Normal Stresses during the Transition to Parenthood

  • Brent C. Miller
  • Donna L. Sollie
Part of the The Springer Series on Stress and Coping book series (SSSO)

Abstract

For a large majority of married adults one of the sharpest expected changes is the transition to parenthood. Although pregnancy is a harbinger, the roles and tasks of parenting are acquired abruptly. As soon as the first infant is born, and certainly by the time parents go home from the hospital, they have parental roles—there are social expectations about what they should do. By comparison, later normative changes during the parental career occur much more gradually as children become toddlers, schoolchildren, teenagers, and then leave home. There is, then, a point in time when parental roles are abruptly acquired, but there is also a more gradual transition into the skills and routines of parenting. Although the transition to parenthood is considered a “critical role transition point,” it is also a phase or span of time.1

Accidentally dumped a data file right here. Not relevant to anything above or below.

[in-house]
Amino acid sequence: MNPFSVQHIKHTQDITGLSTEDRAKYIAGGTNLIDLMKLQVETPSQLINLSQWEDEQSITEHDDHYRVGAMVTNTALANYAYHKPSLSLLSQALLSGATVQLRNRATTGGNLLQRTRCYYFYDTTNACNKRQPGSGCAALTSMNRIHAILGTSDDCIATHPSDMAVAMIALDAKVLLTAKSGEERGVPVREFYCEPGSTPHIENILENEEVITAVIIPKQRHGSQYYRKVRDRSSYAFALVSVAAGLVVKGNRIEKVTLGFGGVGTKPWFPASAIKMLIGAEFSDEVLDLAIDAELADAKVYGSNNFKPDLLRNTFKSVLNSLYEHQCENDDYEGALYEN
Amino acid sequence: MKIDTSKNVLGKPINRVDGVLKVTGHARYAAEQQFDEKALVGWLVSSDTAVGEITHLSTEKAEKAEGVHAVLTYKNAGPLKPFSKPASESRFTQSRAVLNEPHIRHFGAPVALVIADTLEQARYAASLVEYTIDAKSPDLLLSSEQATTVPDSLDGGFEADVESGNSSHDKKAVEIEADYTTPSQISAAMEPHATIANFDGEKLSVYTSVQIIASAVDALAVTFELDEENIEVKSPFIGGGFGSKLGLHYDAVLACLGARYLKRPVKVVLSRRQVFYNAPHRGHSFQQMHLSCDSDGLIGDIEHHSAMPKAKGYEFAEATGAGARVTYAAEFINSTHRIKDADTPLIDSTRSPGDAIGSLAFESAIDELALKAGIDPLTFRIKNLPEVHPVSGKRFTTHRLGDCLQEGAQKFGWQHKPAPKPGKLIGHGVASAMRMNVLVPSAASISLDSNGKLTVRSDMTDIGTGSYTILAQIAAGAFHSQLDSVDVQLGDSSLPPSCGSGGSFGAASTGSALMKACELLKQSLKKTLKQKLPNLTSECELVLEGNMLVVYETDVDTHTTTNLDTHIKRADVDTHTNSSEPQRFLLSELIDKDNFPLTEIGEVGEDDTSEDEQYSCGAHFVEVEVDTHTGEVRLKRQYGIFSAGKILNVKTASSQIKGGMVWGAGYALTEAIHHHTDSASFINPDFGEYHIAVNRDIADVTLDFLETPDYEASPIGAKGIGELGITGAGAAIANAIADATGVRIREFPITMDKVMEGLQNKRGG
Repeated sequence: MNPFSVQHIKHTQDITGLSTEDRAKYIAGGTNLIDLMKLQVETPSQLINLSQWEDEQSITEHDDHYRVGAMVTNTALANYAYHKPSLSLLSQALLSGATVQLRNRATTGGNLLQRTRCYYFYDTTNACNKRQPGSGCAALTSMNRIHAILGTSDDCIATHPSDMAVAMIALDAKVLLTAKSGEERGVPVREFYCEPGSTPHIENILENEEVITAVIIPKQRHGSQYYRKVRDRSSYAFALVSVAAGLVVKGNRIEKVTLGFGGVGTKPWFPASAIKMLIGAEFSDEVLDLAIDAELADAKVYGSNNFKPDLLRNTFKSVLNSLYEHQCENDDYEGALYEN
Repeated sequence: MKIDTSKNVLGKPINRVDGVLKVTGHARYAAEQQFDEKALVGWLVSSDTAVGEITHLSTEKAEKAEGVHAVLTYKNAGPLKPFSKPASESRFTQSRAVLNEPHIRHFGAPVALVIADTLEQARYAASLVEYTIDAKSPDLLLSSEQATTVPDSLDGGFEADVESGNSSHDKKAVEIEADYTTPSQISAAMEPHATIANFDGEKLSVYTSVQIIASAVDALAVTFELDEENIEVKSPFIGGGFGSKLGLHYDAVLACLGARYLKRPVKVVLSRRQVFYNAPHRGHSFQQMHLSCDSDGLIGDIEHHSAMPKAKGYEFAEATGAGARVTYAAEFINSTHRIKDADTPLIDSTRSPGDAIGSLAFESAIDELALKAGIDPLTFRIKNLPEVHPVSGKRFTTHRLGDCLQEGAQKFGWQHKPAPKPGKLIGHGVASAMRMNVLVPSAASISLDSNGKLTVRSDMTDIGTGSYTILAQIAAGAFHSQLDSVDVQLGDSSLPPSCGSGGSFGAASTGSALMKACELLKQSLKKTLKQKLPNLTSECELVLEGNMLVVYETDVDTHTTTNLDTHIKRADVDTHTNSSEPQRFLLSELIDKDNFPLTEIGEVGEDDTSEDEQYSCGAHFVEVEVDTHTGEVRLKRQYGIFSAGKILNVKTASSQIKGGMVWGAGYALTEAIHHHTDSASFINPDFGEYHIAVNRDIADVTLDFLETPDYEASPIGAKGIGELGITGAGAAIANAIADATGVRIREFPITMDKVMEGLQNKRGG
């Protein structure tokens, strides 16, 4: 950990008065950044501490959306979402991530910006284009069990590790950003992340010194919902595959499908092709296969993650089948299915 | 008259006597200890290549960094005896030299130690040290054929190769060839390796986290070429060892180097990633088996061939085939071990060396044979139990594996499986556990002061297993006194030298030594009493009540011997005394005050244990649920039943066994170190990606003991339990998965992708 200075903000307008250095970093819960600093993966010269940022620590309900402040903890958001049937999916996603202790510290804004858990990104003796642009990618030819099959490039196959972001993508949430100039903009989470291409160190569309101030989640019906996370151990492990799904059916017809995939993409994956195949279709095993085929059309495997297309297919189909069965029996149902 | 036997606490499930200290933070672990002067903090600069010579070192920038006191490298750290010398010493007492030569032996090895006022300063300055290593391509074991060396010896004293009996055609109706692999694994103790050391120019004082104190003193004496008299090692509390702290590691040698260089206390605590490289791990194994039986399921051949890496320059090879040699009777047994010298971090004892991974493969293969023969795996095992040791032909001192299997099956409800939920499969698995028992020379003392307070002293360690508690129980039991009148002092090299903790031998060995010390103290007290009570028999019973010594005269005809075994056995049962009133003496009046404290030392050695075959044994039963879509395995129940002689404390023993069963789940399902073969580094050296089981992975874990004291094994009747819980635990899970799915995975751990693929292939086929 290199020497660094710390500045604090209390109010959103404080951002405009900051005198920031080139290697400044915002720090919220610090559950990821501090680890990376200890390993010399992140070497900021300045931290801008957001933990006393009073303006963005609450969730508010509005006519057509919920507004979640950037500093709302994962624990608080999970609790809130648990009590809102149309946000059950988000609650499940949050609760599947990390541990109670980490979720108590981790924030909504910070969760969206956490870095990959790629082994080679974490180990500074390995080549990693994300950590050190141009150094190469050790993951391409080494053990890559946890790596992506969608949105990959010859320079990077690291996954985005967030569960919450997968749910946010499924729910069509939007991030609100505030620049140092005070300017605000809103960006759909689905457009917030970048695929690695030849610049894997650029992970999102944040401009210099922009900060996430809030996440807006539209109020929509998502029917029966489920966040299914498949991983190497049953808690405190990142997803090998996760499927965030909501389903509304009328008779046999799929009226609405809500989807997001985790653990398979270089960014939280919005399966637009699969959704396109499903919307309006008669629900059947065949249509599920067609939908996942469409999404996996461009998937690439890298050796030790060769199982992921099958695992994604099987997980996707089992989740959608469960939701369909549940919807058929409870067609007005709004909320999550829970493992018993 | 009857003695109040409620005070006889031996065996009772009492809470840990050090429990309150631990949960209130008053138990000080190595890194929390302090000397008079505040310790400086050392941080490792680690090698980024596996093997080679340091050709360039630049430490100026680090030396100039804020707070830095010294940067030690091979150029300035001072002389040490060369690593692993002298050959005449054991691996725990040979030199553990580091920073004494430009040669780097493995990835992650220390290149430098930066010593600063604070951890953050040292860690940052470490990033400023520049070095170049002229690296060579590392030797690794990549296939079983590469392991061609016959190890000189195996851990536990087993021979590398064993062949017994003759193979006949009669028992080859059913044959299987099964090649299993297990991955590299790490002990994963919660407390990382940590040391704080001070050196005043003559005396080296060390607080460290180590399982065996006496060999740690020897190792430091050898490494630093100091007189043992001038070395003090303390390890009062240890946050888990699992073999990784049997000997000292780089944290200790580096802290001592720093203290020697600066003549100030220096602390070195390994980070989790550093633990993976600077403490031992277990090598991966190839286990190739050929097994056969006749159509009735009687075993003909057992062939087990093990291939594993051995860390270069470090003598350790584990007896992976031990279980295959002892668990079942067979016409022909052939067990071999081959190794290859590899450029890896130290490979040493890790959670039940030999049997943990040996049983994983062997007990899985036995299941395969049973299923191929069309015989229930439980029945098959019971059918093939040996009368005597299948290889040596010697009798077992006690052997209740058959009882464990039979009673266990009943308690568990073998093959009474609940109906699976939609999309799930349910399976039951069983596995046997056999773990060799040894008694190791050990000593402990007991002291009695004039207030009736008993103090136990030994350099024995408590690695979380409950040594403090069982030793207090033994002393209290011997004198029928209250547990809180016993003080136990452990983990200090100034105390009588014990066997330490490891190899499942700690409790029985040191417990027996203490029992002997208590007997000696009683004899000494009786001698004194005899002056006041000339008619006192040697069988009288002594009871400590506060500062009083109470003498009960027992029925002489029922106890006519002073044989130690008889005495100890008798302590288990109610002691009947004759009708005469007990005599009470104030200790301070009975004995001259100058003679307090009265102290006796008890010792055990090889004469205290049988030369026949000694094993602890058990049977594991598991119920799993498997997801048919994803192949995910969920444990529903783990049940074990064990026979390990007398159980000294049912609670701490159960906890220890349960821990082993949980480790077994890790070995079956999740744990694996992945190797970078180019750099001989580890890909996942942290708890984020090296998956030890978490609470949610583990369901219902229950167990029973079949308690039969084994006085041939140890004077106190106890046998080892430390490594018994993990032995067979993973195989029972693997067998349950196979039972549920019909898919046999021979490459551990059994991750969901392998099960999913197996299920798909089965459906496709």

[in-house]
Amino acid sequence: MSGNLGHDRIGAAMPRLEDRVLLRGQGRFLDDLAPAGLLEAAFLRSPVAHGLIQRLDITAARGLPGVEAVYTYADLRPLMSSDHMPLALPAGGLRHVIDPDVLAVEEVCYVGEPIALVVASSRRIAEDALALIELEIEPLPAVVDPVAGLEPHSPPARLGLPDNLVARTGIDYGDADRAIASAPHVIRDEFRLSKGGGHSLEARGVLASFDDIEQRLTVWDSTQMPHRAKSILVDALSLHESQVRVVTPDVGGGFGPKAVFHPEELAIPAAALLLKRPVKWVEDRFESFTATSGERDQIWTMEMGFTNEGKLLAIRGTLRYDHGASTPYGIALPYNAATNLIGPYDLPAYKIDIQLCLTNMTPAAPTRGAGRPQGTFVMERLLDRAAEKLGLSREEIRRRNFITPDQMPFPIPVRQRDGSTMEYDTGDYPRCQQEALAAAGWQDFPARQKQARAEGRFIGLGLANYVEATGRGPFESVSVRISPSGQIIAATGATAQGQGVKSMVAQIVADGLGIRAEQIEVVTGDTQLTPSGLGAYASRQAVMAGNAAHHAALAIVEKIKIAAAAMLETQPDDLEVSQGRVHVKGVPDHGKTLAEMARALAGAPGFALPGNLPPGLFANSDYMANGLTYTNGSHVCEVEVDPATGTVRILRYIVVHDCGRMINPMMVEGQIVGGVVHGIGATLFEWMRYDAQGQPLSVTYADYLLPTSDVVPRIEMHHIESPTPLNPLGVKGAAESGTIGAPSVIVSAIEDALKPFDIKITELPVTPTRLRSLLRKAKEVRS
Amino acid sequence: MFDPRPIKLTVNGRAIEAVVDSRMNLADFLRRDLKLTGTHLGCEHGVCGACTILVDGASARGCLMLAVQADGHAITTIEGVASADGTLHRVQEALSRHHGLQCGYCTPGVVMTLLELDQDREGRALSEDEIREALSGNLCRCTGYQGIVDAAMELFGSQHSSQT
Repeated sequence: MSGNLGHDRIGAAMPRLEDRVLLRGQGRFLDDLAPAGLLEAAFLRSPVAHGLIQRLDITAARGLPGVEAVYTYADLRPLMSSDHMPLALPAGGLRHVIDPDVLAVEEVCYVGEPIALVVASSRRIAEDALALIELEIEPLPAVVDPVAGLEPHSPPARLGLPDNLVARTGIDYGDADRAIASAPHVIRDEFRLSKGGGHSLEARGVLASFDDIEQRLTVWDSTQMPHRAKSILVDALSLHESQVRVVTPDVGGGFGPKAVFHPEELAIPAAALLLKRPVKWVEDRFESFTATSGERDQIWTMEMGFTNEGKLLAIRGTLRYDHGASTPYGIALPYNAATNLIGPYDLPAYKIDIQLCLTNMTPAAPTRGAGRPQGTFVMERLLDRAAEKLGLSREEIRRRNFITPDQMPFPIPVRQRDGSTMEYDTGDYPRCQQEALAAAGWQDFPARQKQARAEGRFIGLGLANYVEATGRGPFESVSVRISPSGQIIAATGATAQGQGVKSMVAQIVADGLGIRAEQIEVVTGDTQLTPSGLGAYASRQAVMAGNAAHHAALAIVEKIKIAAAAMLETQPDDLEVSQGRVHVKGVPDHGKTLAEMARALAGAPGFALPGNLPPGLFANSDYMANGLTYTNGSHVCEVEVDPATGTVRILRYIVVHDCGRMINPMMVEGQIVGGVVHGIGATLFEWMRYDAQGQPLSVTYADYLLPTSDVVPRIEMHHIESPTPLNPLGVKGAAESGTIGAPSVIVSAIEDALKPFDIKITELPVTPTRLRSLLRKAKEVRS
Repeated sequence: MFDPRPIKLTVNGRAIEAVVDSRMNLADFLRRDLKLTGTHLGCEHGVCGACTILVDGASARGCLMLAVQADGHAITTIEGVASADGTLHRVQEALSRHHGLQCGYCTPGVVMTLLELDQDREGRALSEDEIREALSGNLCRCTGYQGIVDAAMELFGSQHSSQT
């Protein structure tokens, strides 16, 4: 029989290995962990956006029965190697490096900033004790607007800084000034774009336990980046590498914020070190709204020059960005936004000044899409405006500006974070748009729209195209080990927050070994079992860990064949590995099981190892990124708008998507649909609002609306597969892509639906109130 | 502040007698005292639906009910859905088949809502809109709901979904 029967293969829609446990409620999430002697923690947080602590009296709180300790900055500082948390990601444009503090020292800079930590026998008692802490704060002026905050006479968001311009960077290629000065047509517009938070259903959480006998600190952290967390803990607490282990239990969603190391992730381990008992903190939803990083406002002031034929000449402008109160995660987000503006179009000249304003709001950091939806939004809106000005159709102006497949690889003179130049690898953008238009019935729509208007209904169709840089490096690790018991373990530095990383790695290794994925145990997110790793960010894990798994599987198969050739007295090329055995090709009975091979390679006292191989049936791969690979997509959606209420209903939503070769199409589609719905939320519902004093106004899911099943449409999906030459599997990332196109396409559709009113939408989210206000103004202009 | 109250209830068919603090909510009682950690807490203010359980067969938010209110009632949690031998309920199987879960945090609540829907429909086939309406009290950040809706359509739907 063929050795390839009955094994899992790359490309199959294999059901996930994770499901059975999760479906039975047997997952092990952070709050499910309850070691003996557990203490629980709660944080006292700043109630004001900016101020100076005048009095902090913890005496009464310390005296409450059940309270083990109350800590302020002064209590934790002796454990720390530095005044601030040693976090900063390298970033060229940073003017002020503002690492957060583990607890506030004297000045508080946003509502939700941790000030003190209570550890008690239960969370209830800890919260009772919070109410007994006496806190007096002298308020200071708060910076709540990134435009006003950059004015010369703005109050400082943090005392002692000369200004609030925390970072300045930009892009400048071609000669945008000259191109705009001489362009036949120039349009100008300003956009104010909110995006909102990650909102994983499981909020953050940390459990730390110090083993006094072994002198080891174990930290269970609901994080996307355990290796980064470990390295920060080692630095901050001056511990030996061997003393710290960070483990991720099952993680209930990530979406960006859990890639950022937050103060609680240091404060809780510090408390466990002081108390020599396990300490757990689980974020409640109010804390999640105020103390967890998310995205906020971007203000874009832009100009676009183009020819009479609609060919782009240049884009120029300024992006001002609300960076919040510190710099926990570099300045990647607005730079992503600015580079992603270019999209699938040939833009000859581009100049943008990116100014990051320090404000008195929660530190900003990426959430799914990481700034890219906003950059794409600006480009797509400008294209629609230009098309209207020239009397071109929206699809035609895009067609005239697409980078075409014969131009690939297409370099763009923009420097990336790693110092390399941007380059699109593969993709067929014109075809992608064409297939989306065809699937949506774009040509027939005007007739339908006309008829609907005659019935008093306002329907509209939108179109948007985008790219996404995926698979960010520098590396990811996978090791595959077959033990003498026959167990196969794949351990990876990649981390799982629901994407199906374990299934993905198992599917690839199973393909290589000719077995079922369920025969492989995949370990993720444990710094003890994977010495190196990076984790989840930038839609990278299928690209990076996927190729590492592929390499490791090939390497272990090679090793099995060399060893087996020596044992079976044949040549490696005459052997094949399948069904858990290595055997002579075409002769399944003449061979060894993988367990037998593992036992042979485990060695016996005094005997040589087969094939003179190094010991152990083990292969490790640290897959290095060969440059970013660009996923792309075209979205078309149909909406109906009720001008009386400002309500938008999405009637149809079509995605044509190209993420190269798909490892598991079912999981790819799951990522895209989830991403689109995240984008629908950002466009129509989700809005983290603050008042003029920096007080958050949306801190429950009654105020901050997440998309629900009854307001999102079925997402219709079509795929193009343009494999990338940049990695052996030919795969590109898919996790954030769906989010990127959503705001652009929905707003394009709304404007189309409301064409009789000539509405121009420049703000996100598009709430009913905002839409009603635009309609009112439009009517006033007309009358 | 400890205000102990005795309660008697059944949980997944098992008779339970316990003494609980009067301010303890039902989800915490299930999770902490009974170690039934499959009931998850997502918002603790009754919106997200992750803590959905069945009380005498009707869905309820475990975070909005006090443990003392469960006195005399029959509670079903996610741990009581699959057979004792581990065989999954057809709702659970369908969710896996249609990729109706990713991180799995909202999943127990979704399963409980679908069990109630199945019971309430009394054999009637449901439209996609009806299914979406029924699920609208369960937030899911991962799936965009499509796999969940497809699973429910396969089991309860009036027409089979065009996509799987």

Keywords

Income Tate Prep Sonal 

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Copyright information

© Springer Science+Business Media New York 1980

Authors and Affiliations

  • Brent C. Miller
    • 1
  • Donna L. Sollie
    • 2
  1. 1.Department of Family and Human DevelopmentUtah State Uni­versityLoganUSA
  2. 2.Department of Home and Family LifeTexas Tech UniversityLubbockUSA

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